East of Constantinople, West of Shanghai

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Keep it safe, and keep on reading

The-Dinosaur-Project-9780921912460I’m currently reading Wayne Grady’s The Dinosaur Project, about the joint Canada-China dinosaur-digging expedition in the Gobi Desert, in 1985.
Great stuff, an excellent account of science, research and adventure.
Good science writing.

And the sort of book that rises a few eyebrows when somebody asks you “And what are you reading?”
The point being, why should anyone read such stuff.

I get off the hook easily – I’m a paleontologist, so it’s work-related.
But I was discussing last night with a friend about this thing – that anything out of the ordinary gets you weird looks. Continue reading


Just pitched a new story

protoceratopsAnd so I did it – I just pitched a story to a big, highly respected American publisher.
The pitch is for a pulp adventure story .

I will not disclose too much, but the proposed story features the Silk Road, a few (mostly dead) dinosaurs, raiders, madmen, and assorted historical weirdness.
And some (hopefully!) not-so-cliché characters.

Having spent years collecting historical facts and assorted informations about the Silk Road and the Silk Road countries, building the setting and the background should be easy – and fun.

Continue reading

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Nazis & Dinosaurs – Half Past Danger

cover39842-mediumHalf Past Danger is a comic series by Stephen Mooney, released by IDW Publishing.

In 1943, sergeant “Irish” Flynn is on a recon mission on a Pacific Island, when his squad hits on something big.
And dinosaurs.
The sole survivor of a confrontation with rampaging T rexes, Sargent Flynn comes back with a wild story and a few grainy photographs.
Nobody seems to believe him, until a special expedition on the mysterious island is put together.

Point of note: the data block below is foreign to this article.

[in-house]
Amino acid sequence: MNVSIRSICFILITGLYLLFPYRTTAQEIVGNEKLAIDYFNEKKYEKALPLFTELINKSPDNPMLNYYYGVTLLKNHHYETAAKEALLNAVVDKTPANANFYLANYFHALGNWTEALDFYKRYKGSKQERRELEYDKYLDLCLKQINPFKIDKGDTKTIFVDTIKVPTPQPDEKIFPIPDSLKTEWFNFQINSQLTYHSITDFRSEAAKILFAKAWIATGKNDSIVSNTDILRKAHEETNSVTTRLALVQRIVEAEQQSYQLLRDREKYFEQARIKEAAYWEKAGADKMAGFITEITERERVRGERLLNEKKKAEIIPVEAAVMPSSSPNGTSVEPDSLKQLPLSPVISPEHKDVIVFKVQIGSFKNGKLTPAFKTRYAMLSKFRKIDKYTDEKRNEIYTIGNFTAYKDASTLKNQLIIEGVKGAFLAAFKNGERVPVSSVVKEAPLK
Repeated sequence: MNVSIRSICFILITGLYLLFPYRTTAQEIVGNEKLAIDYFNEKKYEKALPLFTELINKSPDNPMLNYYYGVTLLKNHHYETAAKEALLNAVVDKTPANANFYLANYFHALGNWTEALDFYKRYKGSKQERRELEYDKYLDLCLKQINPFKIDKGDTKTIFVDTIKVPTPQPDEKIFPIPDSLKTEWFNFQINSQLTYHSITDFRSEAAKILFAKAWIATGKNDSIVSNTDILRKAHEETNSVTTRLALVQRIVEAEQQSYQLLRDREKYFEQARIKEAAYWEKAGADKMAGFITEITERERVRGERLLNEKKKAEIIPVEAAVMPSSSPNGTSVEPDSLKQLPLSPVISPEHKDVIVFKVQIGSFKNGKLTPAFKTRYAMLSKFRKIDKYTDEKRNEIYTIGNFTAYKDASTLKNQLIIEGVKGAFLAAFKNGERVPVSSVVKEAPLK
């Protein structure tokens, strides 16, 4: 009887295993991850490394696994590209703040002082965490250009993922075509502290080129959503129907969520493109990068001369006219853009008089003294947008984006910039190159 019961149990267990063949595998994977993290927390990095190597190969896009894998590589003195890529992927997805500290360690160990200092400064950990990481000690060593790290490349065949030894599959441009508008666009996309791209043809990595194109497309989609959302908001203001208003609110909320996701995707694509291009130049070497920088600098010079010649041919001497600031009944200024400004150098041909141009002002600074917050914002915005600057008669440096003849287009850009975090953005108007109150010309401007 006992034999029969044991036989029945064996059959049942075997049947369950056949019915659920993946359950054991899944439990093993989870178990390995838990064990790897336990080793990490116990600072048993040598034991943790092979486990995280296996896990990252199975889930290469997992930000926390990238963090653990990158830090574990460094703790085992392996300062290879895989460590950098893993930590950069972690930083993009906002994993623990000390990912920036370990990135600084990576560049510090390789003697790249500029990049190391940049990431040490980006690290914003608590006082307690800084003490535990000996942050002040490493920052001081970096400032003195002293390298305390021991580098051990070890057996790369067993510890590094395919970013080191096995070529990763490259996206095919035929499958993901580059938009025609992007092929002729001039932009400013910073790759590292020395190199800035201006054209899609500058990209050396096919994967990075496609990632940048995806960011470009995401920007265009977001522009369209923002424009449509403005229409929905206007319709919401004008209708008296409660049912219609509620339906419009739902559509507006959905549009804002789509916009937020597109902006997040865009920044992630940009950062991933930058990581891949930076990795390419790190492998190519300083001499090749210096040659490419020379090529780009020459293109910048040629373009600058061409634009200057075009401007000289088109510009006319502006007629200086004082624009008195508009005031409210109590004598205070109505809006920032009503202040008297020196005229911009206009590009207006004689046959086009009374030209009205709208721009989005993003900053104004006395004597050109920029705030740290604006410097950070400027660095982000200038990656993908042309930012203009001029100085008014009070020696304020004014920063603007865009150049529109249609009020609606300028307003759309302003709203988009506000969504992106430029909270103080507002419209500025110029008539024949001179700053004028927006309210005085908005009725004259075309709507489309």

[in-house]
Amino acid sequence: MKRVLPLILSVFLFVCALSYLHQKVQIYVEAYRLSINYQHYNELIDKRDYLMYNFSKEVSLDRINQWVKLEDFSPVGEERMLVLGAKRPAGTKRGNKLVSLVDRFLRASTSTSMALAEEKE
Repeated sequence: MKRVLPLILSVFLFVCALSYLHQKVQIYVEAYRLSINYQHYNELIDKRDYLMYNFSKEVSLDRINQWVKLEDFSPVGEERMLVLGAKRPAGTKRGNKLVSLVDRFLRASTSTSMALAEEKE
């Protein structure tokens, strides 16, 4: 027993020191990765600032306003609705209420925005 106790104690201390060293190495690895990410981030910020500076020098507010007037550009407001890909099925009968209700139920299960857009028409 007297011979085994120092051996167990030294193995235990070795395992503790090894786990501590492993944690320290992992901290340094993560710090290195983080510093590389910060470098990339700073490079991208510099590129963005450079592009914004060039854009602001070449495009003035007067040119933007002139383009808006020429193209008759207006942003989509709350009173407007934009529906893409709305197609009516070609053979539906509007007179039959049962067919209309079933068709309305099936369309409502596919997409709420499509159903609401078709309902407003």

Together with a supercilious British spy, a larger than life USMC captain and a Japanese martial artist, embittered Flynn will have to face his nightmares again.

STK612602Half Past Danger is a concentrated extract of pulp adventure – it has got everything, and then some.
There’s the war, the Nazis trying to develop a superweapon (but not what you think), yankee supersoldiers, ninjas, beautiful women, and dinosaurs.
In its approach to its subject matter, Half Past Danger fits perfectly the style of New Pulp – old fashioned themes with a modern sensibility.

It’s fast, fun without being comedic, it’s gritty and nostalgic, with lots of meat and excellent art.
The first series of six issues will be collected in a massive hardcover that will hit the shelves in February 2014.
In case you missed the single issues, it’s well worth looking out for.

And let’s hope there’s more coming.

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On my (old) radio – A Gun for Dinosaur

Time to relax and listen to the radio.

Here’s a little masterpiece – the X Minus One adaptation of Lyon Sprague de Camp’s classic A Gun for Dinosaur.
The show was recorded in 1956.
Time travel and big game hunting – now those are manly pursuits!



Some notes on dinosaur hunting – part 2

Bring ’em back alive!

We discussed hunting dinosaurs in the classic one shot-one kill style.
A gentleman’s pursuit.

But let’s say our interest is more scientific and we want to collect live specimens…
What should we do?

scf4327-082The obvious choice is stealing the eggs and then incubate them.
A brief moment of panic and a hectic run might save us a lot of trouble.
After all, it worked for Professor Challenger, right?

But ok, let’s say we want to collect a live dinosaur.
We must somehow knock the beasties down.

The best sleeping drugs for reptiles is Isoflorane, an alogenated ether which is administered by inhalation.
Yes, we can gas the dinos.

People interested in the old sleeping gun way, the dart in our gun can be loaded with any of the classics:

Most veterinarians swear by a cocktail of Ketamine (a dissociational drug) and either Diazepan or Medetomitine (a muscular relaxant).
The volume depends on the bulk of the animal – its total weight.
It works in ten minutes.
Or it should, anyway.
It’s better to be out of the way after thirty minutes after sedation.

Now we face two problems.
The first problem is mechanical – injecting the drug.
The best way should be to inject the drug cocktail between two scales – as perforating the scale is painful for the animal and ineffective as a way to sedate it.
In other words, we might end up with a an enraged, fully awake dinosaur.
If we are dealing with carnivores or saprophages, the best policy should be shooting the dino in the neck, and from behind, thus taking advantage of the scale orientation.

But the real problem is the second: estimating the dosage.
The cocktail described above is suggested in doses of 15 milligrams per kg of mass.
This means that, for big specimens, we should shoot or anyway inject them with many litres of drugs.
Better to look for youngs, and focus on smaller species.